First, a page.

Frank McCourt robs Peter to pay Paul in making May payroll

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Frank McCourt’s debt addiction got him and the Dodgers into their current dire straits, so it makes total sense that, as May payroll loomed yesterday, he continued to borrow in order to avoid a takeover by Major League Baseball.  It’s just what he does.

That according to ESPN’s Molly Knight, who reports that McCourt met payroll by taking cash advances drawn from the team’s corporate sponsorship deals. Knight reports that the sponsors — unnamed at the moment — took discounts on their annual bills and on luxury box seats in exchange for the up front cash.

Of course, as was reported last week, June payroll is going to be way bigger because Manny Ramirez is owed a deferred compensation payment, so the inevitable has only been delayed. Which just means that, thanks to McCourt and his financial irresponsibility, whoever owns the Dodgers next will have their revenue streams needlessly diminished.

Doin’ a heckuva job there, Frankie.

We now have photographic proof that Tom Ricketts and Ted Cruz are different people

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A lot of people think they have a double walking around someplace on Earth. They may actually be right. We have an example of this in baseball and politics.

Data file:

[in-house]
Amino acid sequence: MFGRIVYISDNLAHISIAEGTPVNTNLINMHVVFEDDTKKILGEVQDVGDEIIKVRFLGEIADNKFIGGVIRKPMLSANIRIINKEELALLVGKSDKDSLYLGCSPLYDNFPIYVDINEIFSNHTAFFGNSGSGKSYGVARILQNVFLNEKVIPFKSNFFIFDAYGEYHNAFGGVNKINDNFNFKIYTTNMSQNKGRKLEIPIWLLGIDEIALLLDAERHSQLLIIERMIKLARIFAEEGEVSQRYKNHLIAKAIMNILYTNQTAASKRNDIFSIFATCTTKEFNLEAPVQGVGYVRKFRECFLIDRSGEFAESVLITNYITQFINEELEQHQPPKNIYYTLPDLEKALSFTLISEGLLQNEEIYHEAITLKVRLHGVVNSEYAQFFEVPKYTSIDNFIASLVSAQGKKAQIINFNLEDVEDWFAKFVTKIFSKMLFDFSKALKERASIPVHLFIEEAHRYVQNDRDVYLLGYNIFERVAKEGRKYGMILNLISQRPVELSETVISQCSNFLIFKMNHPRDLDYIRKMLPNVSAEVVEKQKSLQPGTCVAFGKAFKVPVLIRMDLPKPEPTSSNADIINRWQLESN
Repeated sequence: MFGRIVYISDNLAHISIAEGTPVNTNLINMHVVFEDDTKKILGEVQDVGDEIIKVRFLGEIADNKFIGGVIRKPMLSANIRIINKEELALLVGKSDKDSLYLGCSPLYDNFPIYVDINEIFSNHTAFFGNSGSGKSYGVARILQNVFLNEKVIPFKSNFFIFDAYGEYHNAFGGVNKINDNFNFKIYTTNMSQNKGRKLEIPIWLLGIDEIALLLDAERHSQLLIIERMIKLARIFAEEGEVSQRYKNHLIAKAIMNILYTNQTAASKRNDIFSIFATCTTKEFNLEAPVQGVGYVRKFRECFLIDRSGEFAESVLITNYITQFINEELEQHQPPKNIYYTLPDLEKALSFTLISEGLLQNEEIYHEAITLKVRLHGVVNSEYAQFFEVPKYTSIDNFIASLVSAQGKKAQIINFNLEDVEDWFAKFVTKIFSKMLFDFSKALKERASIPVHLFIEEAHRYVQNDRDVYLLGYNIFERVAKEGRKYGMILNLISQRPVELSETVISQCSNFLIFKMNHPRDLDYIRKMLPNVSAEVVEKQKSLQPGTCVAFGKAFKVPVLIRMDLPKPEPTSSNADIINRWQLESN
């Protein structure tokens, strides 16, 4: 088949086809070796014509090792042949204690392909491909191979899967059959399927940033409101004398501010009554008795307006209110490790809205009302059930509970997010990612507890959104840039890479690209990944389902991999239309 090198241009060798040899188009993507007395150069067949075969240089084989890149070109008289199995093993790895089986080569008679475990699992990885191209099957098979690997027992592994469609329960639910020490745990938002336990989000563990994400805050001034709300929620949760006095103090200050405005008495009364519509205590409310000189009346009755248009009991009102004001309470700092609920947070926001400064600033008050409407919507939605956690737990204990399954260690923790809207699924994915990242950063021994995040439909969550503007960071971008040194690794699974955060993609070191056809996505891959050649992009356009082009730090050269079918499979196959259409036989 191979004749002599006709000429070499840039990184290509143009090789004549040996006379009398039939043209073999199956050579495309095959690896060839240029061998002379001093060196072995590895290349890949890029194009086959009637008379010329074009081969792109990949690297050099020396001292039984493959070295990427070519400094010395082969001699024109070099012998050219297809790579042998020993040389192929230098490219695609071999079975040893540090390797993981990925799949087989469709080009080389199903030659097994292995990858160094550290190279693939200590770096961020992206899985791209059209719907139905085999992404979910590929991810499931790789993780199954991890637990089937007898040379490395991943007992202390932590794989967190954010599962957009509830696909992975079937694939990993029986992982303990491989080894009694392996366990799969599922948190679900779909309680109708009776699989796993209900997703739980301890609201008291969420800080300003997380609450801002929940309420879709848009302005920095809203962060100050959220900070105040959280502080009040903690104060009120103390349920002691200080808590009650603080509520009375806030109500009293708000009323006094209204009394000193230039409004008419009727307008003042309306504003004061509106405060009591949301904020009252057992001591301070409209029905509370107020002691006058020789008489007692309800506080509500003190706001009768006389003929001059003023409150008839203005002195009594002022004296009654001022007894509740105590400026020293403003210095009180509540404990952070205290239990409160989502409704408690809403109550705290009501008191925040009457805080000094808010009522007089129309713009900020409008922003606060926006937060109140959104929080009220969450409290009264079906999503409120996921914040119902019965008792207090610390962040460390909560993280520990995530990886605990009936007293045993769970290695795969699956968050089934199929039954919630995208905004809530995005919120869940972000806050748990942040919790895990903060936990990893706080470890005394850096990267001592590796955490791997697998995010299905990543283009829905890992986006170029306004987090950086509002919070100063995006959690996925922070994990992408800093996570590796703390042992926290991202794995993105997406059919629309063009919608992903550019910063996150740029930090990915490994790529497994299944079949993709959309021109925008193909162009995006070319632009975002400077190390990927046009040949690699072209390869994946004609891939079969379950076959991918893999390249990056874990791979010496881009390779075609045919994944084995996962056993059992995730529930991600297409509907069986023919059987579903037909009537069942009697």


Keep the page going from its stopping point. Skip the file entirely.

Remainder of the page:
Cubs owner Tom Ricketts looks a lot like Texas senator Ted Cruz. Or, since Ricketts is older, I guess Cruz looks like Ricketts. Either way, they could play brothers if someone put on, like, the worst ever production of some play about brothers.

If you’re not familiar with one or both of those guys, take a gander at the photo that was taken of the two of them in Washington this morning as the Cubs made the rounds with their World Series trophy:

If they put those rings together, Tom can turn into any animal and Ted can turn into anything made out of water. True story.

 

Anthony Rizzo calls out Miguel Montero for calling out Jake Arreita

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The morning we posted about Miguel Montero calling out his pitcher, Jake Arrieta, for allowing the Nationals to steal seven bases last night. Our view, of course, was that (a) it wasn’t all Arrieta’s fault; and (b) even if it was, publicly calling out your teammates like that is probably not a great idea and certainly isn’t a good look.

When I saw Montero’s comments I assumed that they would not play well in the Cubs’ clubhouse. I was right about that. Anthony Rizzo appeared on ESPN 1000 in Chicago this morning and had this to say:

Referring to Willson Contreras, of course, who has allowed 31 stolen bases to opponents while behind the dish. Coincidentally, Montero has allowed 31 stolen bases when he has played as well. Contreras has played in 24 more games than Montero, by the way.

I predict that, by around 3pm when the clubhouses open, we’ll see a public apology by Montero.